States saying ‘no’ to cities seeking to regulate businesses

JEFFERSON CITY, Mo. (AP) — Alarmed about cities trying to outlaw plastic bags, the director of the Missouri Grocers Association decided to do something about it. So Dan Shaul turned to his state legislator— himself — and guided a bill to passage barring local governments from banning the bags.

Shaul’s dual role in state government and business may be a bit out of the norm. Yet his actions are not. In capitols across the country, businesses are increasingly using their clout to back laws prohibiting cities and counties from doing things that might affect their ability to make money.

In the past five years, roughly a dozen states have enacted laws barring local governments from requiring businesses to provide paid sick leave to employees. The number of states banning local minimum wages has grown to 15. And while oil-rich states such as Texas and Oklahoma are pursuing bills banning local restrictions on drilling, other states where agriculture is big business have been banning local limitations on the types of seeds sown for crops.

It seems no issue is too small for businesses to take to capitol halls.

Wisconsin has banned local bans on sugary drinks. Arizona and Florida have barred local governments from forbidding toys in fast-food meals. And Utah has barred cities from requiring bicyclists to be served in drive-thru lanes.

In each case, states have stepped in after city officials somewhere in the nation proposed local policies that business leaders didn’t like. Businesses have warned lawmakers that a potential patchwork of local regulations could be bad for the economy.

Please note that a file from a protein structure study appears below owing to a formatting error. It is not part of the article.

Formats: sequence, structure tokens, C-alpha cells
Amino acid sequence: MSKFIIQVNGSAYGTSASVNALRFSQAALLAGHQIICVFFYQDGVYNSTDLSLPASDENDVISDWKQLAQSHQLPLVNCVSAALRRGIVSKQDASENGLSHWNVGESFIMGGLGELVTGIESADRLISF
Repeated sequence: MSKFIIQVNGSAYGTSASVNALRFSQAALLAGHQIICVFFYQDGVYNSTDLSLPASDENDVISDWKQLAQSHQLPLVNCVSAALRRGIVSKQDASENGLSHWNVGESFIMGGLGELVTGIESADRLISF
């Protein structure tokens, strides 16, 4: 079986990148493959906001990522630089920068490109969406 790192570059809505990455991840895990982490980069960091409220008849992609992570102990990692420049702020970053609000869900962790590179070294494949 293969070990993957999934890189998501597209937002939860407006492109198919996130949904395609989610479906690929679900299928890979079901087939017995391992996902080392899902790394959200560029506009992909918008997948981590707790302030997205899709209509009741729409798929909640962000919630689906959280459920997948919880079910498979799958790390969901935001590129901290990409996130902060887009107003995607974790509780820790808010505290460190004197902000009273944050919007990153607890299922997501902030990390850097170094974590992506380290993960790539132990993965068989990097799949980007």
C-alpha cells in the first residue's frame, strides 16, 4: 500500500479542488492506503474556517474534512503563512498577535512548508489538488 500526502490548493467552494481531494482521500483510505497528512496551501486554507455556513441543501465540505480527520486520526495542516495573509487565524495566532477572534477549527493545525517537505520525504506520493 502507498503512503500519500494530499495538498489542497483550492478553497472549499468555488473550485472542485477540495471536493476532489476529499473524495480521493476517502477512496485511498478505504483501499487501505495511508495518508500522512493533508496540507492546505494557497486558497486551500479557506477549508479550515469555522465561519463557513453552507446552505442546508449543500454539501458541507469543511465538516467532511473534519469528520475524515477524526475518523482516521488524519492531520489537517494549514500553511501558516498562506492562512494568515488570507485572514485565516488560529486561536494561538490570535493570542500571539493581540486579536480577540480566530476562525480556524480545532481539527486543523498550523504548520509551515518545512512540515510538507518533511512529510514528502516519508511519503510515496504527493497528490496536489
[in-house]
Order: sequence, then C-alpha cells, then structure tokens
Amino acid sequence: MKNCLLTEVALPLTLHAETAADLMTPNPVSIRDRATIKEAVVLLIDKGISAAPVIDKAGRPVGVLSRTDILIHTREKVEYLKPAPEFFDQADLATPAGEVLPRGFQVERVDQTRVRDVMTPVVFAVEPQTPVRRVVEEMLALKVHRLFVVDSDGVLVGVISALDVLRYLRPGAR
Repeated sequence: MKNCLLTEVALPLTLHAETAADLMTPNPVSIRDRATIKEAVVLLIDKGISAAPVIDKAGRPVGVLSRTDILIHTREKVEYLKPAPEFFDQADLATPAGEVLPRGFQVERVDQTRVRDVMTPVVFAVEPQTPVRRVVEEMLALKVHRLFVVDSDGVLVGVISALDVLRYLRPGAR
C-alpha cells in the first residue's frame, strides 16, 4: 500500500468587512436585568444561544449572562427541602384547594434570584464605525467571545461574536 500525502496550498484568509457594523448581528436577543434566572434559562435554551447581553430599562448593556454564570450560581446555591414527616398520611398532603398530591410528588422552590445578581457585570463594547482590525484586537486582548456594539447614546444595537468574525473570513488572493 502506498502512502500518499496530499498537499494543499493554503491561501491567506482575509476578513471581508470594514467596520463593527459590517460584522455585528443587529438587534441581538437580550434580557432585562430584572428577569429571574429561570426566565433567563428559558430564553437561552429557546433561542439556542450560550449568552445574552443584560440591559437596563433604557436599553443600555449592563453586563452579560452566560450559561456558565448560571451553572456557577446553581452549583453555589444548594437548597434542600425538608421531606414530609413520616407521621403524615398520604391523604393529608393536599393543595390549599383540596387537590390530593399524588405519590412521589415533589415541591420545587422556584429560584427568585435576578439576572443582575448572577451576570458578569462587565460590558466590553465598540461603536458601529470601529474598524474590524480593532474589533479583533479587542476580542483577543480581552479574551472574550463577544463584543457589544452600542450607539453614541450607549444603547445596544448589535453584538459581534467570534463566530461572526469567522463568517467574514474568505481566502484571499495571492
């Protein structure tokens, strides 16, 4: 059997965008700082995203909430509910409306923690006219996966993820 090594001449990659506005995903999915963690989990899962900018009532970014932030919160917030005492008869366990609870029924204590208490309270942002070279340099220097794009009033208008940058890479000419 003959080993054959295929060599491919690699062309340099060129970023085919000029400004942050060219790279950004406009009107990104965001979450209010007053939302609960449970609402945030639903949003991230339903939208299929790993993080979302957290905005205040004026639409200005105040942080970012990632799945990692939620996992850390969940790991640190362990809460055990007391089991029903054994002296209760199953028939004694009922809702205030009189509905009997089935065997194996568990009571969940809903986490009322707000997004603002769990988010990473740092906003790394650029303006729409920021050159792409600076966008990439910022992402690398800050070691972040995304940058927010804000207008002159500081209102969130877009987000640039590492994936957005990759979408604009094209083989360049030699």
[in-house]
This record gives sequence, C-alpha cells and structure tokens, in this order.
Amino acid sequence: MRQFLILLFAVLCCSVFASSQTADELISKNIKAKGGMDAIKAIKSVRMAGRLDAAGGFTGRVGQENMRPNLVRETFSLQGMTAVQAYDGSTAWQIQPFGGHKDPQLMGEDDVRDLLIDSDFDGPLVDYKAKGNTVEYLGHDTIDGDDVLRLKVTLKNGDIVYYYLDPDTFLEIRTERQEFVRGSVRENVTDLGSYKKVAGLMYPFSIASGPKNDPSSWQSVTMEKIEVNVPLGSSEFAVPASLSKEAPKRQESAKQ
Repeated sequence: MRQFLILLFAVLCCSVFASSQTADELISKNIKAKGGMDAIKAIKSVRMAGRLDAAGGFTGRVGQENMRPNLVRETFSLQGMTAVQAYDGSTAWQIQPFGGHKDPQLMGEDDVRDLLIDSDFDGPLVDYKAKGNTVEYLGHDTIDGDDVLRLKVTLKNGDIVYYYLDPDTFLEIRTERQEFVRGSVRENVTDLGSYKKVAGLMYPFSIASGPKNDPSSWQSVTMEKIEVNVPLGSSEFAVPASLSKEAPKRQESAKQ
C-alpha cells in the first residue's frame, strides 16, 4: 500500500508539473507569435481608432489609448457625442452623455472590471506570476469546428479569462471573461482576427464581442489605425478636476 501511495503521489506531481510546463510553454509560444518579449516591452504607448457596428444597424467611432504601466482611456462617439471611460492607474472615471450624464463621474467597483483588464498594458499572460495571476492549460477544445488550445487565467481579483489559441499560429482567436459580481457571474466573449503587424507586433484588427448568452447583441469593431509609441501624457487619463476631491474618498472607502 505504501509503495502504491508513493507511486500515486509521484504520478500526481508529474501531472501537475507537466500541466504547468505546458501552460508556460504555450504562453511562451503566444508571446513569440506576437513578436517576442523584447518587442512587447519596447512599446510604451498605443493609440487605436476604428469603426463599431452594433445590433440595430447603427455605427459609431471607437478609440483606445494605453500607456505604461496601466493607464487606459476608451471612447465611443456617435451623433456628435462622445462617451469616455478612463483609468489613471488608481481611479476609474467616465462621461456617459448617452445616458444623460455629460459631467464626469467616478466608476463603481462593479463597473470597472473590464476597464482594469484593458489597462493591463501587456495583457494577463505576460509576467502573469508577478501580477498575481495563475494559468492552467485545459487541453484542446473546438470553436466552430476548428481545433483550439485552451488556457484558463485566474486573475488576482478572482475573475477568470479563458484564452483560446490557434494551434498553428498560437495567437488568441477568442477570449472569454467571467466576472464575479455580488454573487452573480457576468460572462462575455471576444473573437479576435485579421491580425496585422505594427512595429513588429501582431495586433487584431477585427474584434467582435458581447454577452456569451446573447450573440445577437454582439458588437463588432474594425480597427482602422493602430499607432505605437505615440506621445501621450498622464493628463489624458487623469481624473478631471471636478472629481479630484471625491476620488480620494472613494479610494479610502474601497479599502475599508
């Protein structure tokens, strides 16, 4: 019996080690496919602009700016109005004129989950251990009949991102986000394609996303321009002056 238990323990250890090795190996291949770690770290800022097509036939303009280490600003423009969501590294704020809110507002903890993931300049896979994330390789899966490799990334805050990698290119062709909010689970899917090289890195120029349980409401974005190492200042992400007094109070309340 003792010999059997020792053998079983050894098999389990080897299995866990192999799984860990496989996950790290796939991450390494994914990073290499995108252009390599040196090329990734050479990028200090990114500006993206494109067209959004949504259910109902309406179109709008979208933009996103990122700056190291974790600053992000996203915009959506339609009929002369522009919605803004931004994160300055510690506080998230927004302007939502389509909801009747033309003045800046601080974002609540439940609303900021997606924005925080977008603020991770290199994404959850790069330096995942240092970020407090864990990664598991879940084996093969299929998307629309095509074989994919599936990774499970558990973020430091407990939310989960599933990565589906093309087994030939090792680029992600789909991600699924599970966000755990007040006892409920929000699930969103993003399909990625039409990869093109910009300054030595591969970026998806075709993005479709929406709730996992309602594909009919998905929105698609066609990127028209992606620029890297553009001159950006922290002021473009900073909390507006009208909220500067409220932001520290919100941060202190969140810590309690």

“We need to give companies and businesses some predictability and some consistency in their operations so that they can grow,” said Shaul, a freshman Republican representative from the St. Louis suburb of Imperial, whose anti-bag ban measure is pending before Democratic Gov. Jay Nixon.

Environmental activists in Columbia, who pushed for the ban on single-use plastic bags at grocery stores, were jolted by the state intervention.

“I was horrified, just really demoralized,” when the legislation passed, said Sierra Club member Jan Dye. “They just want to remove local control.”

The Missouri bill goes beyond plastic bags. It also would also prohibit local governments from requiring businesses to provide employees paid sick leave, vacation or health, disability and retirement benefits. And it would block cities and counties from adopting their own “living wage” requirements.

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Source: Associated Press